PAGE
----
The idea of a Muslim ban offends Takei morally, but for him the odious suggestion that a certain religion or race would be targeted as enemies of the state hits him at an even deeper level. As he prepares to present another showing of his play about his internment, the highest levels of government work to limit the rights of already imperiled American minorities.
“When I heard [Trump supporter and conservative writer] Carl Higbie was caught talking about the imprisonment of Japanese Americans as precedent for a Muslim registry, I spoke out immediately,” he said. “I have frequently talked with Muslim American communities about this very issue. I spoke at the gala dinner of the Muslim Public Affairs Council and related my story of child imprisonment to them to let them know that this is how it started for us.”
“Back then they called it a data base,” Takei continued with a dark little laugh. “They found out where we lived, what we did for a living, how many were in our family. After that, they came down with a curfew where we had to be home between 7 pm and 6 am so we were first prisoners in our homes. Then we found out our bank accounts were frozen and we were financially paralyzed. After that the soldiers came for us.”
Despite Trump’s successes and the GOP’s control of Congress, Takei believes all of this is only a bump in the road to a more open and tolerant America. Sometimes his view seems impossible to get behind, but Takei has lived through plenty of radical changes and he’s a big fan of the whole “the arc of the moral universe is long, but it bends towards justice” thing.
Born in 1937, Takei grew up in an America where being a homosexual was an abomination and being Asian wasn’t much better. Yet the young actor found in Star Trek one of the most progressive television programs of the time. While it’s a matter of debate among TV nerds, many believe the show gave us the first interracial kiss. Whether or not this is true, Star Trek championed racial diversity and equality in a country reeling from a failing war, divisive and violent Civil Rights Movement, and fears of atomic annihilation at the hands of the U.S.S.R and red China.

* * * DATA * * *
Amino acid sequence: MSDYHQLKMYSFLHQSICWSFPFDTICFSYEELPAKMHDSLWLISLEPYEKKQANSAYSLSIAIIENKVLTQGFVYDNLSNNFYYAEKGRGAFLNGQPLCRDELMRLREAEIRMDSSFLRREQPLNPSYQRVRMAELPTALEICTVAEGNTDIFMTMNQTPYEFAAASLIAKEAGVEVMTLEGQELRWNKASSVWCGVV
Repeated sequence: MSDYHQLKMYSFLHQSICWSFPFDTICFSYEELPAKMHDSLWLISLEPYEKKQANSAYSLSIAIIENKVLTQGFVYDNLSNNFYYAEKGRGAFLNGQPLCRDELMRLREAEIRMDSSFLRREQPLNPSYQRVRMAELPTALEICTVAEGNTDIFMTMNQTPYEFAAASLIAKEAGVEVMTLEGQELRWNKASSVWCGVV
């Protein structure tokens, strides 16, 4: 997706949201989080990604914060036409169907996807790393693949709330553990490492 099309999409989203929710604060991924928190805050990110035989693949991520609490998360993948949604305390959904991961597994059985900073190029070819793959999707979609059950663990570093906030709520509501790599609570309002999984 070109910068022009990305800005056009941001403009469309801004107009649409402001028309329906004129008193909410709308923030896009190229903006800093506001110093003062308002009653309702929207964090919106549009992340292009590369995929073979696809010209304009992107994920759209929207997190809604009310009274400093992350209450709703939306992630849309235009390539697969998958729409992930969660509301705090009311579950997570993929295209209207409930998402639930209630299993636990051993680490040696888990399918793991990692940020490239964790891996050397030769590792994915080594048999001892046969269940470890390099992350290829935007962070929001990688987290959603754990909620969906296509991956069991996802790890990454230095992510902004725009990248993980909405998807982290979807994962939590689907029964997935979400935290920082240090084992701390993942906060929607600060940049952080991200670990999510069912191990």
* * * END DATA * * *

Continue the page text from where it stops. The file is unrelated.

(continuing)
“The show dealt with it all,” Takei said. “It represented progress in America on many fronts.”
After breaking racial barriers, Takei became a LGBTQ icon. In 2005, already in his 60s, he revealed he was gay and had been with partner Brad Altman for nearly two decades. In 2008, Takei and Altman became the first same-sex couple to apply for a marriage license in West Hollywood, and a year later they were married at the Democracy Forum of the Japanese American National Museum in Los Angeles.
You might assume Takei is tired of fighting? He’s not, and he doesn’t want you to be. He sees the current spirit of dissent growing with each radical move Trump makes.
“If anything, he’s galvanizing the American people into a resistance,” he said. “The man knows nothing and covers up that ignorance by bragging he knows more than anyone. He is devoid of information. It’s chilling and it’s frightening and it’s galvanizing an opposition, which will come to include Republicans. He’ll put a noose around his own presidency.”
Takei has spoken in forums about not losing LGBTQ rights. He has encouraged (as of this writing) over 310,000 people to sign his petition pledging support for America’s Muslim community. He has spearheaded battles against Steven Bannon, Betsy DeVos and Kellyanne Conway in tweets to his 2.2 million followers.
Through it all, he has maintained his sense of humor. Takei has become a major force on Twitter, but Facebook is where he is a true giant. To his more than 10 million friends, he serves up a daily dose of politics, as well as viral cat videos and truly awful puns. So how does a guy who is intensely critical of a White House looking to undertake mass deportations and surveil mosques manage to still post memes with heart-shaped cat turds?
“To be positive is to start to succeed,” he answered.
Again, it comes back to his family.
“My parents went through a hellish experience during the Second World War,” he concluded. “We were moved from California to the swamps of Arkansas and my mother took local plants to make that drab barracks a little bit prettier, a little bit nicer. My father was a block manager because he spoke both English and Japanese fluently. He organized a baseball team in the camp. He got the camp command to allow teenagers to have dances in the mess hall after dinner. He got them to screen old Hollywood movies after dinner.”
Perhaps this is his clearest message: “The way to survive isn’t to wallow in the misery, it’s to find joy in life, to find beauty. You work for justice and find joy at the same time.”
Jed Gottlieb spent a decade as the music & theater critic at the Boston Herald. He has written about arts, politics, and Back to the Future for Newsweek, Columbia Journalism Review, Paste and many more publications. Follow him on Twitter.